PO-292 Exercise Delays Alzheimer's Disease Through Enhancing Lysosomal Function
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Objective Alzheimer’s disease (AD) is a progressive neurodegenerative disease characterized by aggregation of amyloid-β (Aβ) peptides. Reduction of progressive accumulation of Aβ will delay the progression of AD. As a main digestive organelles in cells, lysosome is crucial to clear the harmful proteins from extracellular and intracellular. Recent evidences have shown that exercise improves cognitive function of AD, but the reason is not very clear. This manuscript is to study the effect of long-term running exercise training on lysosomal function in mouse brain and explore its relationship with the progress of Alzheimer’s disease.
Methods the APP/PSEN1 transgenic mice were used as the AD model to examine the relationship between AD, exercise and lysosomes. The mice were trained on a treadmill from the 5 months old, 60 min/day and 5 days/week for 5 months. The Lashley water maze and the novel object recognition test were used to estimate the cognitive ability of the mice; the balance beam and the rotating rod experiment were used to estimate motor coordination. The Aβ accumulation was measured with brain section and immunochemistry. The effects of long-term exercise on lysosomal function of cerebral cortex, striatum and hippocampus were measured. Among them, the autophagy/lysosome associated proteins level was determined by Western blot and the autophagy vacuoles and lysosome were observed through electron microscope. TFEB nuclear translocation was determined by Western blot and Immunofluorescence. The transcription of the TFEB-regulating genes were determined by quantitative PCR (qPCR).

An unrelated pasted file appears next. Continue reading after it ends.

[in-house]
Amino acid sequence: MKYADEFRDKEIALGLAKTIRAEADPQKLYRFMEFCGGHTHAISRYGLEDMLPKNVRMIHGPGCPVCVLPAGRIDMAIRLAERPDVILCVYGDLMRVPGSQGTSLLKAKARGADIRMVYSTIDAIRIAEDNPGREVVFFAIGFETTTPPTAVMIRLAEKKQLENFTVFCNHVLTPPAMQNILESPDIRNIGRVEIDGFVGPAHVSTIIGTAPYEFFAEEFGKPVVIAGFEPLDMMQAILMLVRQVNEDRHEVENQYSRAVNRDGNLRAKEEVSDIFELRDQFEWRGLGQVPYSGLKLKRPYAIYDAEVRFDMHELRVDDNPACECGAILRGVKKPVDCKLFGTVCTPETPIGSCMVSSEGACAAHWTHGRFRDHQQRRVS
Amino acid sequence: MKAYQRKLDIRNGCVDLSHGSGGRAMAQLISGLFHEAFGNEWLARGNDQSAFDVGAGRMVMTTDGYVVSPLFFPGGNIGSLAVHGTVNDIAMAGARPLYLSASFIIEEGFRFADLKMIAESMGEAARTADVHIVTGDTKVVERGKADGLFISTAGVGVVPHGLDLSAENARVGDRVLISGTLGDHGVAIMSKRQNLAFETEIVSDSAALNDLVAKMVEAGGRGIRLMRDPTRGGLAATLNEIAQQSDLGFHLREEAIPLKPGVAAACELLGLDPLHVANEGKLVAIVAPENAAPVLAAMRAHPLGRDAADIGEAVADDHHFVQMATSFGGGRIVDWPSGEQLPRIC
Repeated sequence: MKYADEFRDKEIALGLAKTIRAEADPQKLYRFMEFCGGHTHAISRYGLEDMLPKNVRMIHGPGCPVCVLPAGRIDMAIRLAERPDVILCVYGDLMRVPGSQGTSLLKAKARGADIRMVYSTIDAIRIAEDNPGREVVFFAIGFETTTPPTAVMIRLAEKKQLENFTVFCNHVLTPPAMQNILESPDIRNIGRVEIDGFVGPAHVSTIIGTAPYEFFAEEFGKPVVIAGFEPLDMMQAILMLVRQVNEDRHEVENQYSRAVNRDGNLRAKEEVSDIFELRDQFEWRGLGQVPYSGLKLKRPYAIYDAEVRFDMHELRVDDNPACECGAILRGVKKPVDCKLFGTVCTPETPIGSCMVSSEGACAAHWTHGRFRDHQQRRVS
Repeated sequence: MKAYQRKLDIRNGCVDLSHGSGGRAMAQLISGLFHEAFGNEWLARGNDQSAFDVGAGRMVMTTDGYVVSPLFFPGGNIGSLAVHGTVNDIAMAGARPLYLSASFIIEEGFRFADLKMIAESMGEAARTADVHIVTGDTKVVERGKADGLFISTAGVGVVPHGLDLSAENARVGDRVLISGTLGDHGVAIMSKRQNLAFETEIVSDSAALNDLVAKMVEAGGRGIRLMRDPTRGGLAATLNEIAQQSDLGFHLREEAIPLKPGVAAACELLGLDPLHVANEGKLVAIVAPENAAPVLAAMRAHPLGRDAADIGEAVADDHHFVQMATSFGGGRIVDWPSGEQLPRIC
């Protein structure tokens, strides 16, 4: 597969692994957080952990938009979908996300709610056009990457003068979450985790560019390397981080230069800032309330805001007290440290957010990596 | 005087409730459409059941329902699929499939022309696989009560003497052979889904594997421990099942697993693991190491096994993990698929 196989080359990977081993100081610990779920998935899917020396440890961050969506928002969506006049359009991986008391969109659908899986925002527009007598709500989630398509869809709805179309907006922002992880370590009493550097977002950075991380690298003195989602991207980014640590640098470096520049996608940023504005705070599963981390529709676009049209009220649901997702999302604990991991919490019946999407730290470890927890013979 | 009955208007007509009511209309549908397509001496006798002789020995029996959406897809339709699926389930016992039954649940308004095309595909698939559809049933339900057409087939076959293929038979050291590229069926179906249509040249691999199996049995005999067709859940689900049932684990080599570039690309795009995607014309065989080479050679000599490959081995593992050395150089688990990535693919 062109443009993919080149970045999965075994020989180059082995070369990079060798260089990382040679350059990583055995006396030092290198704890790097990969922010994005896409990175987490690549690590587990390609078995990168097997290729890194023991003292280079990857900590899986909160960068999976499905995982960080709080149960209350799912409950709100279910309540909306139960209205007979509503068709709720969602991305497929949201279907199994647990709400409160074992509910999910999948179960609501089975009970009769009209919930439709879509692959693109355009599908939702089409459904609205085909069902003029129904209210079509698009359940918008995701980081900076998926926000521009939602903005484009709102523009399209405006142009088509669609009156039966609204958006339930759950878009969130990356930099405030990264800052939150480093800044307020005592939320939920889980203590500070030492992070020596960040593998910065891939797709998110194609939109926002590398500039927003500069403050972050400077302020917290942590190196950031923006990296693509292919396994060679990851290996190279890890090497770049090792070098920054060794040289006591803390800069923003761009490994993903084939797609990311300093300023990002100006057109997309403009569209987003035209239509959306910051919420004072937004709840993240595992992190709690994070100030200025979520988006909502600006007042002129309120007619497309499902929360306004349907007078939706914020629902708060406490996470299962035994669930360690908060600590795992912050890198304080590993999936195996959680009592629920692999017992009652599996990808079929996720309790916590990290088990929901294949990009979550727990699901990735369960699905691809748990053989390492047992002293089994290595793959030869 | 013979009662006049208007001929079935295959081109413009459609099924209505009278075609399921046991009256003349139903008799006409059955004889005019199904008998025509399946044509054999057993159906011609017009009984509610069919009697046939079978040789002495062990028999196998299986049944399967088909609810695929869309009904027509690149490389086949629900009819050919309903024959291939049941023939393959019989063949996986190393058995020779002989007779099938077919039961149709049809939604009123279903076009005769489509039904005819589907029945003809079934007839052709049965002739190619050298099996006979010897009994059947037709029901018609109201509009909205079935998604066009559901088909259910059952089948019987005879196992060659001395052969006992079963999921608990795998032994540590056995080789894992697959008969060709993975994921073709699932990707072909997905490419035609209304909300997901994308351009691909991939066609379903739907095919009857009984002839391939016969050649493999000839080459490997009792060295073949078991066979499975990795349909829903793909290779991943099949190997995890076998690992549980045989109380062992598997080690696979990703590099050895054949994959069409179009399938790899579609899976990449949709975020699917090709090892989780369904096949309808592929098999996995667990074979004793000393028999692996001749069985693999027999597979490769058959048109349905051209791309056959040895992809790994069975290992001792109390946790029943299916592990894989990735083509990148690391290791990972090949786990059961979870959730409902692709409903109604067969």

Results Long-term exercise improved the cognitive ability and physical coordination of AD transgenic mice. Exercise reduced Aβ accumulation through increase the clearance of Aβ and affected little on the production of Aβ. Exercise, not only increased the colocalization of lysosomes with Aβ, but also increased the mature type of lysosomal protease cathepsin D and cathepsin L. In the meanwhile, exercise promoted the nuclear translocation of TFEB, a master transcriptional regulator of lysosomal biogenesis and autophagy, and increased the transcription of genes associated with the biogenesis of lysosome.
Conclusions Long-term exercise training delays the progress of Alzheimer's disease through activating function of lysosome and enhancing the biogenesis of lysosome. Exercise may be a therapeutic approach for the treatment of Alzheimer's disease.
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